Rolex Daytona Dial Options

Throughout the last 50 years of the Daytona's production, Rolex has fitted a wide variety of different dials to their iconic chronograph collection, with the majority appearing on their various precious metal models.

rolex daytona

Vintage Daytona Dials

The first generation of this model was most commonly fitted with either white, black, silver, or champagne (gold) colored dials. Most frequently the sub-dials were rendered in a contrasting color - a black dial with white sub-dials, or a silver/white dial with black sub-dials - which has resulted in the "panda dial" and "reverse panda dial" nicknames among modern collectors. However, a small handful of vintage references received all silver dials, earning them the "Albino Daytona" nickname.

Paul Newman Daytona Dials

Additionally, during production of the first generation of watches, a small number were fitted with "Exotic" dials that featured a stepped minute track in a contrasting color, and an Art Deco style font for the numerals in its sub-dials. Famous Hollywood actor, Paul Newman owned one of these exotic dial watches, and after being photographed for a magazine cover wearing one, they started to rise in value and popularity, picking up the nickname the “Paul Newman Dial” among vintage collectors. Although these exotic Paul Newman dials were initially rather unpopular upon their release, they are now one of the most valuable and highly coveted timepieces in the entire luxury watch industry, with Paul Newman's very own "Paul Newman Daytona" selling for $17.8 million dollars at an auction in 2017.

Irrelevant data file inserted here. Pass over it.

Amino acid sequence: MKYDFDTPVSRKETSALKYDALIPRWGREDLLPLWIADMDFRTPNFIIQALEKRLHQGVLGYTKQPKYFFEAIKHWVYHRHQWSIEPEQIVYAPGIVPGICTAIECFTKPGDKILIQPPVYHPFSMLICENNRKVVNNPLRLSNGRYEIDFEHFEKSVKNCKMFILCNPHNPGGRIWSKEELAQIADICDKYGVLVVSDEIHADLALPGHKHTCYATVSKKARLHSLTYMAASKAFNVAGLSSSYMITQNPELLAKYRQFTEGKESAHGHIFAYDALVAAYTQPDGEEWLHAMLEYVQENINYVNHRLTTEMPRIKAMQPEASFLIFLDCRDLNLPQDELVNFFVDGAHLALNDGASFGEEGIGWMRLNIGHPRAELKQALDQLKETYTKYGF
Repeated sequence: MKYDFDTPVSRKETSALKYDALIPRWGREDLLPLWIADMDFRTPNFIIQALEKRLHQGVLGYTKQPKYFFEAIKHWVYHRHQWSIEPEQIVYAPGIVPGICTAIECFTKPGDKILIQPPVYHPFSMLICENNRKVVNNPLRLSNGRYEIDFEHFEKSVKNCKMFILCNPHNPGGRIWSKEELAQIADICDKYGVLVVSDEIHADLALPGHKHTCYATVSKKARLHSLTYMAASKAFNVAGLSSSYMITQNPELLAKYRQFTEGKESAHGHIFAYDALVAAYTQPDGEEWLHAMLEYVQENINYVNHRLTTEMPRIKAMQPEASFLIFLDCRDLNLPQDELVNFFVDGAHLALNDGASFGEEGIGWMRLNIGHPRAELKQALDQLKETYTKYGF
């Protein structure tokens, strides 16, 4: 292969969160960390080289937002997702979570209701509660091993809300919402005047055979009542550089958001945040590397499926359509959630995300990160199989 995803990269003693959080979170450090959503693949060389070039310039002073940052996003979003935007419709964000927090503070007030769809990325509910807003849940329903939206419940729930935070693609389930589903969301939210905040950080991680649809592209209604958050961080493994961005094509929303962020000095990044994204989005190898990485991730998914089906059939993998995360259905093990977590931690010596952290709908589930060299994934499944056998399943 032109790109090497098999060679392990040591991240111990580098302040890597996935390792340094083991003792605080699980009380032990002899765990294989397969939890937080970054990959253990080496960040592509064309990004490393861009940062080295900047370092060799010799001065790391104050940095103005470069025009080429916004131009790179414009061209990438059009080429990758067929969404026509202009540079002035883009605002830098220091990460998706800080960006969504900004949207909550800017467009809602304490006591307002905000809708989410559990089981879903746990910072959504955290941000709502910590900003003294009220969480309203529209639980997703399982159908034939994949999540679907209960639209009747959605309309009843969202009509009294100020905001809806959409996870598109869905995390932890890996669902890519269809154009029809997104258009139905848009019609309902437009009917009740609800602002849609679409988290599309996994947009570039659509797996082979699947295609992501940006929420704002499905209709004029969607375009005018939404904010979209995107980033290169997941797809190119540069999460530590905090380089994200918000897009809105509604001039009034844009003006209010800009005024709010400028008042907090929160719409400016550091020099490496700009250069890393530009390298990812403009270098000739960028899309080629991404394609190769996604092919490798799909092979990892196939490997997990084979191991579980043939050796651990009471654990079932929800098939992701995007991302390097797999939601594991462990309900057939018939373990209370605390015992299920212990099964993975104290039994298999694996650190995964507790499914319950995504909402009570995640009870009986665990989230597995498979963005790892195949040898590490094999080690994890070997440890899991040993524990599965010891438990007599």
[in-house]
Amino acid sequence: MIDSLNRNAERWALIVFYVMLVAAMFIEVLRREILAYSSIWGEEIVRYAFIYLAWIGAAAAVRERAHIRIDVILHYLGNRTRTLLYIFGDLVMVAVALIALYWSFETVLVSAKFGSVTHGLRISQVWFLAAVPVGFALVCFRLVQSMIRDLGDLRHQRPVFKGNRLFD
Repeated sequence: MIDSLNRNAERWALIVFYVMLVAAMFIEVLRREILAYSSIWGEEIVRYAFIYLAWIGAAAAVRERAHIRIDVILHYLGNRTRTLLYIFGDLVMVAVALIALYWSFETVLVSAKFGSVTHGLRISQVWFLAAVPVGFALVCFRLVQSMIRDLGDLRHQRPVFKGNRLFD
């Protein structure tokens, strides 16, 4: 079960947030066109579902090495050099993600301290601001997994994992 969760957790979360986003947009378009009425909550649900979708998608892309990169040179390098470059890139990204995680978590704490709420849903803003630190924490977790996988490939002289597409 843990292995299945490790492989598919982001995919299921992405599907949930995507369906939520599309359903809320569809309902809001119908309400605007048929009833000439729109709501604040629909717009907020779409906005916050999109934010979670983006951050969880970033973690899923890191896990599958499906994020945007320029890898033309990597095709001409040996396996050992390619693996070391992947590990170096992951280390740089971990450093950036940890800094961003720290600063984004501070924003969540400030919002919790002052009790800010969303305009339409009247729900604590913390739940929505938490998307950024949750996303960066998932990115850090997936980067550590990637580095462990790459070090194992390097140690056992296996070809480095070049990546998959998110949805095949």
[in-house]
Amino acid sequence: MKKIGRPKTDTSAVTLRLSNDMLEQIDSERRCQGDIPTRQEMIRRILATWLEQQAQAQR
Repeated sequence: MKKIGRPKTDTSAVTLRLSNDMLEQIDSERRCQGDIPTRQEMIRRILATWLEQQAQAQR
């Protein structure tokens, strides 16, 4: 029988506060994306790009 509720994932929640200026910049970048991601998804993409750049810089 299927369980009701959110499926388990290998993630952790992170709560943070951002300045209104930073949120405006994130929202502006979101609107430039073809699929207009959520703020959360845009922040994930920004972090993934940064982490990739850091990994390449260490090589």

Modern Daytona Dials

Since the arrival of the second generation, stainless steel models have only been available with either black or white dials. Although dial options for stainless steel watches are relatively minimal, there exists near-countless options for dials when it comes to the various precious metal references. Among the dial colors that can be found on two-tone, solid gold, and platinum are silver, champagne, blue, green, chocolate brown, pink, and ice blue - plus all of the various stone/material dials like lapiz, meteorite, and mother of pearl. Additionally, the style of hour markers can vary on some of these more elaborate dials, and in addition to the classic stick indexes, Rolex hour markers can include Arabic numerals, Roman numerals, Hindu-Arabic numerals, diamonds, and even rainbow-colored sapphires.